4th XI – The 4th XI’s renaissance continued, albeit perhaps a little more slowly than had been hoped. A few of the older players finally have realised that a step down is required, and the needs to be a little less reliant on what it considers to be one or two “key players”. The mark of a good team/squad is that one or two players won’t be missed whoever they are, and the 4th XI need to ensure they have a squad of players of comparable ability. In his first season as captain Dan Willoughby looks to be taking this side in the right direction.

5th XI – The saga continues. Yet again the 5ths almost won something, but failed at the last step. Quarter finals of the AFA Cup, quarter finals of the SOL Cup, and too many draws (many snatched from the jaws of victory) kept them on the fringes of their title race.

The side, predominantly joining the Accies are starting to look a little old (more have seen their 30th than have it ahead) and even admit that they play better away from Shenley than at home. The introduction of fresh legs over the next few seasons would be welcomed, as would the long overdue trophy they seem determined to avoid!  Continual kudos should go to Bobby Butlin who is now the longest serving captain in the Accies.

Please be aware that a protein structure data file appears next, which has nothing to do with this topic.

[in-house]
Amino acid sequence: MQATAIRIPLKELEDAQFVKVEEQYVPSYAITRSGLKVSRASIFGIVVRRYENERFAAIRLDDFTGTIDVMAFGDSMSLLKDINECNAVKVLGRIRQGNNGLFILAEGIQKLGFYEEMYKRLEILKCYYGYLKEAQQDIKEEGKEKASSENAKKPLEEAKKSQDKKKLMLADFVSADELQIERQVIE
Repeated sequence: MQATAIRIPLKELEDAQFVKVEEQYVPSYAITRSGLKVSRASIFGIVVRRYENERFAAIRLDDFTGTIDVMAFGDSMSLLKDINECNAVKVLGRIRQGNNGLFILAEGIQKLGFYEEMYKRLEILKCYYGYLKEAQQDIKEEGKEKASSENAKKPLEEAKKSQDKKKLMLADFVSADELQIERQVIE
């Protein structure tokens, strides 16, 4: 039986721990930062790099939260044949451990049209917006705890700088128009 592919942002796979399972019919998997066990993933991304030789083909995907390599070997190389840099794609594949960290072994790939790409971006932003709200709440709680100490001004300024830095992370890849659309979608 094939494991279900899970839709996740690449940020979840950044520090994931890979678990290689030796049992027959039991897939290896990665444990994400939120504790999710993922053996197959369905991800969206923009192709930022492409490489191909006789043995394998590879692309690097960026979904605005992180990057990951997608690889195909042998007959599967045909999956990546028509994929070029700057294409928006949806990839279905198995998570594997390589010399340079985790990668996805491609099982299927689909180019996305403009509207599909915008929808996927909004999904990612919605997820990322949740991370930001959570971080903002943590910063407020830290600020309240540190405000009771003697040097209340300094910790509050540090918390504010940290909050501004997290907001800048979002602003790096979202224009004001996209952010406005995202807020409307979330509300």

6th XI – The league title that was thrown away in 2001 was clinched in 2002, with a crucial 2-1 victory away to Southgate the highlight of an 11 game winning run. Midseason also saw a change of captaincy, with Danny McConnell (awol for three months in the 3rds) handing over to Rob James, which proved to be a very successful handover, giving a skipper of the same age as the rest of the team. A split management system (a la thirds) continued, with Rob only running the team on a Saturday. In addition to the league title, the side reached the semi-finals of the SOL Cup, as well as only bowing out of the AFA Cup on penalties.

One or two players from the side will move onwards and upwards (and one or two are talking about playing for the Vets instead) but there is the core of a good, competitive side for years to come.

Optimists – The Veterans season in 2001-2002 saw a dozen fixtures played and the side return to the SOL Veterans Cup, where we lost in extra time.

Commitment continued to be rather patchy giving skipper Carl Kemp continued headaches. The net of availability needs to be cast wider, with more emphasis placed on players to make themselves available than captains to chase. It was agreed to try the split management system for the Vets next season as well, as Carl has singularly failed yet again to find a replacement to allow him to step down! Danny McConnell will sort the team out during the week, with Carl skippering on the Saturday.